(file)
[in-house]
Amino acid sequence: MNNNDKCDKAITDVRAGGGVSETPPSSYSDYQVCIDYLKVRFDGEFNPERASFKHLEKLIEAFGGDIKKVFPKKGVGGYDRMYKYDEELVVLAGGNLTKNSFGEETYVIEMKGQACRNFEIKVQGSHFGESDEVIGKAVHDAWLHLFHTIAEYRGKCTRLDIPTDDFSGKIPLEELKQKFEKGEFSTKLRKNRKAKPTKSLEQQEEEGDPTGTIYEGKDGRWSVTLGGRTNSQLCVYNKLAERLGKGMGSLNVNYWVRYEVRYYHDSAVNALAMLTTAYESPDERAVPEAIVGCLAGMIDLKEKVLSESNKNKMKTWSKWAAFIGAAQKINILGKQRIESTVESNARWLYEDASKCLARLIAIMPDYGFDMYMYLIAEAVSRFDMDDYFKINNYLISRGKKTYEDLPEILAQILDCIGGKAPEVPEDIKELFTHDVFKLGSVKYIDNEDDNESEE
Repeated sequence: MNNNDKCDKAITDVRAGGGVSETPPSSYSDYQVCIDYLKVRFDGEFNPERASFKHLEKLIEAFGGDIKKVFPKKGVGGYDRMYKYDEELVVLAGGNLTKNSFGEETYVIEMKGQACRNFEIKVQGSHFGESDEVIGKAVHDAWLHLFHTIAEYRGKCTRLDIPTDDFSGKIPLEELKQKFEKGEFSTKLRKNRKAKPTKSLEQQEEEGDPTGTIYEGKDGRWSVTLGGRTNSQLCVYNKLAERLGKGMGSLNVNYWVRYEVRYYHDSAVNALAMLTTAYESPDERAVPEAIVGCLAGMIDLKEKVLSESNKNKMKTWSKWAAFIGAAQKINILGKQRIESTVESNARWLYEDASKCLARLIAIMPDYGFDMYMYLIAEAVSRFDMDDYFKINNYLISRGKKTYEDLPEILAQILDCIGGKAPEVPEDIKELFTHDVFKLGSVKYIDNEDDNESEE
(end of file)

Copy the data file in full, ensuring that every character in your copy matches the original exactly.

[in-house]
Amino acid sequence: MNNNDKCDKAITDVRAGGGVSETPPSSYSDYQVCIDYLKVRFDGEFNPERASFKHLEKLIEAFGGDIKKVFPKKGVGGYDRMYKYDEELVVLAGGNLTKNSFGEETYVIEMKGQACRNFEIKVQGSHFGESDEVIGKAVHDAWLHLFHTIAEYRGKCTRLDIPTDDFSGKIPLEELKQKFEKGEFSTKLRKNRKAKPTKSLEQQEEEGDPTGTIYEGKDGRWSVTLGGRTNSQLCVYNKLAERLGKGMGSLNVNYWVRYEVRYYHDSAVNALAMLTTAYESPDERAVPEAIVGCLAGMIDLKEKVLSESNKNKMKTWSKWAAFIGAAQKINILGKQRIESTVESNARWLYEDASKCLARLIAIMPDYGFDMYMYLIAEAVSRFDMDDYFKINNYLISRGKKTYEDLPEILAQILDCIGGKAPEVPEDIKELFTHDVFKLGSVKYIDNEDDNESEE
Repeated sequence: MNNNDKCDKAITDVRAGGGVSETPPSSYSDYQVCIDYLKVRFDGEFNPERASFKHLEKLIEAFGGDIKKVFPKKGVGGYDRMYKYDEELVVLAGGNLTKNSFGEETYVIEMKGQACRNFEIKVQGSHFGESDEVIGKAVHDAWLHLFHTIAEYRGKCTRLDIPTDDFSGKIPLEELKQKFEKGEFSTKLRKNRKAKPTKSLEQQEEEGDPTGTIYEGKDGRWSVTLGGRTNSQLCVYNKLAERLGKGMGSLNVNYWVRYEVRYYHDSAVNALAMLTTAYESPDERAVPEAIVGCLAGMIDLKEKVLSESNKNKMKTWSKWAAFIGAAQKINILGKQRIESTVESNARWLYEDASKCLARLIAIMPDYGFDMYMYLIAEAVSRFDMDDYFKINNYLISRGKKTYEDLPEILAQILDCIGGKAPEVPEDIKELFTHDVFKLGSVKYIDNEDDNESEE